Objective: To determine the effects of reducing overnight basal insulin or a bedtime dose of terbutaline on nocturnal blood glucose (BG) nadir and hypoglycemia after exercise in children with type 1 diabetes mellitus.
Study design: Sixteen youth (mean age 13.3 years) on insulin pumps were studied overnight on 3 occasions after a 60-minute exercise session with BG measurements every 30 minutes. Admissions were randomized to bedtime treatment with oral terbutaline 2.5 mg, 20% basal rate insulin reduction for 6 hours, or no treatment.
Results: Mean overnight nadir BG was 188 mg/dL after terbutaline and 172 mg/dL with basal rate reduction compared with 127 mg/dL on the control night (P = .002 and .042, respectively). Terbutaline eliminated nocturnal hypoglycemia but resulted in significantly more hyperglycemia (≥250 mg/dL) when compared with the control visit (P < .0001). The basal rate reduction resulted in fewer BG readings <80 and <70 mg/dL but more readings ≥250 mg/dL when compared with the control visit.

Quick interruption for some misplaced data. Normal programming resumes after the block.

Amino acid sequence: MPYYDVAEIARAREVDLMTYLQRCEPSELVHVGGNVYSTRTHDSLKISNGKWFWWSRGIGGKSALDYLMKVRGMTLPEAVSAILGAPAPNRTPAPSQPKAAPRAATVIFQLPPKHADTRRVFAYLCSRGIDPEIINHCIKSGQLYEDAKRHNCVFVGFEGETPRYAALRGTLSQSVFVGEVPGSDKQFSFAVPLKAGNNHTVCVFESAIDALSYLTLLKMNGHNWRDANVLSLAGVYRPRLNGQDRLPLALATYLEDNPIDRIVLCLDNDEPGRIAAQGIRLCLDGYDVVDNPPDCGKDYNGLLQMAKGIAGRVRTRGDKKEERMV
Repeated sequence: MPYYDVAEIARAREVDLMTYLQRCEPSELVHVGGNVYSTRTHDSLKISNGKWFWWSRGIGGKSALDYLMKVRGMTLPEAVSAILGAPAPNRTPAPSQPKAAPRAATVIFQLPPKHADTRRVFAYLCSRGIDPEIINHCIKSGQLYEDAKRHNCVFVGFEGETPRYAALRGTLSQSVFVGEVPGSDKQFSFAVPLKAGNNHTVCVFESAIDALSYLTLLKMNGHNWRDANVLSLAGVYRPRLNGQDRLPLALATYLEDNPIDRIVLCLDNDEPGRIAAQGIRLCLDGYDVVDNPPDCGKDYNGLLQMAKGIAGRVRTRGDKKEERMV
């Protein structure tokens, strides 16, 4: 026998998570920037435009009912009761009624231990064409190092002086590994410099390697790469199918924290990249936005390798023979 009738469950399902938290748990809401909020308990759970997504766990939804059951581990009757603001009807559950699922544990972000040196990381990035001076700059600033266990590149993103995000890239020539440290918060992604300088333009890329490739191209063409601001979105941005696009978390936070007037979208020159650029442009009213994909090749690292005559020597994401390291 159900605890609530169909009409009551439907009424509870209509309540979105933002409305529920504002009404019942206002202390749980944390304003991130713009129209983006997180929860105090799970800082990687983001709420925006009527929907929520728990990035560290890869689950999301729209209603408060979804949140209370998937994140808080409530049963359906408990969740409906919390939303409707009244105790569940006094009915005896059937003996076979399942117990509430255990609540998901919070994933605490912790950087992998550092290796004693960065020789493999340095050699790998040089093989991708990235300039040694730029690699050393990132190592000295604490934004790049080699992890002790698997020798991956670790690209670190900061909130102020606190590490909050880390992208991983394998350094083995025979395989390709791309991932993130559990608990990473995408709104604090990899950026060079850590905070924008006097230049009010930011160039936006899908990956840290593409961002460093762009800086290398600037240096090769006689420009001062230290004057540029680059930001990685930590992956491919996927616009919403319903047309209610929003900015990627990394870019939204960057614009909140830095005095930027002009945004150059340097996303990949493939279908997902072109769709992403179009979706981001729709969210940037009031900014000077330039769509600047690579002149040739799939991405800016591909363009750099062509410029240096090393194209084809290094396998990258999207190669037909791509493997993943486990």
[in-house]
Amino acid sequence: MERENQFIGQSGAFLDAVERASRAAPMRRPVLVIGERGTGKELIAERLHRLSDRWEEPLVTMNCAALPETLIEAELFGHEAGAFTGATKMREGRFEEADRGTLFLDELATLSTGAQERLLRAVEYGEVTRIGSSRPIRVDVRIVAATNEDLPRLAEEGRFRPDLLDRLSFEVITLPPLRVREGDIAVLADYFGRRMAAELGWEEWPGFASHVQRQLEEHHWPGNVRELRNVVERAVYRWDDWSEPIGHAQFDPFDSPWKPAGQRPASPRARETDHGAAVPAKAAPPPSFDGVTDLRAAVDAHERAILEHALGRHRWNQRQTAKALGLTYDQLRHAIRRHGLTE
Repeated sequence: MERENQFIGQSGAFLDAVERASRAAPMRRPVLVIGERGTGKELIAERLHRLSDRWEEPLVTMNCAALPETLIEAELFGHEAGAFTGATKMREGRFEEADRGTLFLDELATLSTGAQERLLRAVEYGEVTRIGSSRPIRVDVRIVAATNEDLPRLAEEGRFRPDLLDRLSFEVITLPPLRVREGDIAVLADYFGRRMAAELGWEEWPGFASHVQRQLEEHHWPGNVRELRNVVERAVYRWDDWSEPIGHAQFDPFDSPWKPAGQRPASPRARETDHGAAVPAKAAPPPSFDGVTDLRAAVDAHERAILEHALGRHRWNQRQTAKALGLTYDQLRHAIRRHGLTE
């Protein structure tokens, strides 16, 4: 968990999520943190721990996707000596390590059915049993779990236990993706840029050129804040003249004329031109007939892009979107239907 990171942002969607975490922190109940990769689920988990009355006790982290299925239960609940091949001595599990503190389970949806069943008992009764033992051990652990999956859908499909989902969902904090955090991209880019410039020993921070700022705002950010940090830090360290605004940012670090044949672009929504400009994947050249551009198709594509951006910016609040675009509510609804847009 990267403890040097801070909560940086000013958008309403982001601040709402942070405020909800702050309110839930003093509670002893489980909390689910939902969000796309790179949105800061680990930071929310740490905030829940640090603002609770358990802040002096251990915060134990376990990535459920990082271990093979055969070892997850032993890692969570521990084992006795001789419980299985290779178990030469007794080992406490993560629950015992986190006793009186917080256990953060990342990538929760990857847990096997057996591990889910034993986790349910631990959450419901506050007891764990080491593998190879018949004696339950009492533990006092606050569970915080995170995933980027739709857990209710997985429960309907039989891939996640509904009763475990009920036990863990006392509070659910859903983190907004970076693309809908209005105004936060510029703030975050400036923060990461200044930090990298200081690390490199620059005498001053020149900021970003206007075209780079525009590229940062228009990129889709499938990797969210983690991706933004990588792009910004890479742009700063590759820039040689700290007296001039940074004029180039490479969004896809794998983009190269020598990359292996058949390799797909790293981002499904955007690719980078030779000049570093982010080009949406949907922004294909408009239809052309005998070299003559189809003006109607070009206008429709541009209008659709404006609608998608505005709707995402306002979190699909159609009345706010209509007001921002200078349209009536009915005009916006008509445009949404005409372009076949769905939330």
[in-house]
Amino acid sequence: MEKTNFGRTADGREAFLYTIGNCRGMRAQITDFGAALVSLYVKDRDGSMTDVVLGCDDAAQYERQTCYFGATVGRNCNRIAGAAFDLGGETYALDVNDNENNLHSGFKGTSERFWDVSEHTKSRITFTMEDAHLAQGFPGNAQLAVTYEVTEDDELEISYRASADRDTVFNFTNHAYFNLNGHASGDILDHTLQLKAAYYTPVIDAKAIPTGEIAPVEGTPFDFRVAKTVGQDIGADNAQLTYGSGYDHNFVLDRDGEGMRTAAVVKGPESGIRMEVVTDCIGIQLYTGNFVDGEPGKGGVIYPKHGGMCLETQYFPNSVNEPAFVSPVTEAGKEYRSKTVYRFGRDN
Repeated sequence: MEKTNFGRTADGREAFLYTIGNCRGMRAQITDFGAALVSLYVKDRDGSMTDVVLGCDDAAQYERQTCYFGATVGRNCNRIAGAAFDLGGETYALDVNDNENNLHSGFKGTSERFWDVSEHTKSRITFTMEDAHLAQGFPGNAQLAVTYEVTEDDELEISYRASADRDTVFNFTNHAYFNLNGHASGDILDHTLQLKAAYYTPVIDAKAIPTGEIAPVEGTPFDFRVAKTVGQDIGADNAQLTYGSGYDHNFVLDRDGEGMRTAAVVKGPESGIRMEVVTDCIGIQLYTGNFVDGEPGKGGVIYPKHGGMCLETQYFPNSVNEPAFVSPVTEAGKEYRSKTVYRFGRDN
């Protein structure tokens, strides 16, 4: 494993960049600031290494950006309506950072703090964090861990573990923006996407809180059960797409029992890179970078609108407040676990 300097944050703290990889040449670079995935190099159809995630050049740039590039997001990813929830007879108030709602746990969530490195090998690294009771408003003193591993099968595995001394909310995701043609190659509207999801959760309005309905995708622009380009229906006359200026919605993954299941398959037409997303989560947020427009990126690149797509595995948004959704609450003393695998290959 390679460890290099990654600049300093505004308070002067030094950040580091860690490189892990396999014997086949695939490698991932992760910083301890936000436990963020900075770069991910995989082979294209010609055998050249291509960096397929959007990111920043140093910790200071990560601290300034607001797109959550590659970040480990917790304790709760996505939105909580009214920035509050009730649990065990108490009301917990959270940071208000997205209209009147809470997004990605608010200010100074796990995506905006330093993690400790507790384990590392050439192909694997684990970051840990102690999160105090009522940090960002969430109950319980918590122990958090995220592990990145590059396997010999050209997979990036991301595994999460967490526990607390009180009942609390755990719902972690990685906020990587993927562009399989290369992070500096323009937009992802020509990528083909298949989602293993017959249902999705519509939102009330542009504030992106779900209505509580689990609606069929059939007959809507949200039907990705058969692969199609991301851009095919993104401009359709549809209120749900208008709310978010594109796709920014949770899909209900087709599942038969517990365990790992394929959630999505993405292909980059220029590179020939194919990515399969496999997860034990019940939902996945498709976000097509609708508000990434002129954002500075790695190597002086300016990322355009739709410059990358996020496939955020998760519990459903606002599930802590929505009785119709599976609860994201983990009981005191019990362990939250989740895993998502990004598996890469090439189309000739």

Conclusions: A basal insulin rate reduction was safe and effective in raising post-exercise nocturnal BG nadir and in reducing hypoglycemia in children with type 1 diabetes mellitus. Although effective at preventing hypoglycemia, a 2.5-mg dose of terbutaline was associated with hyperglycemia.
Trial registration: ClinicalTrials.gov NCT00974051.
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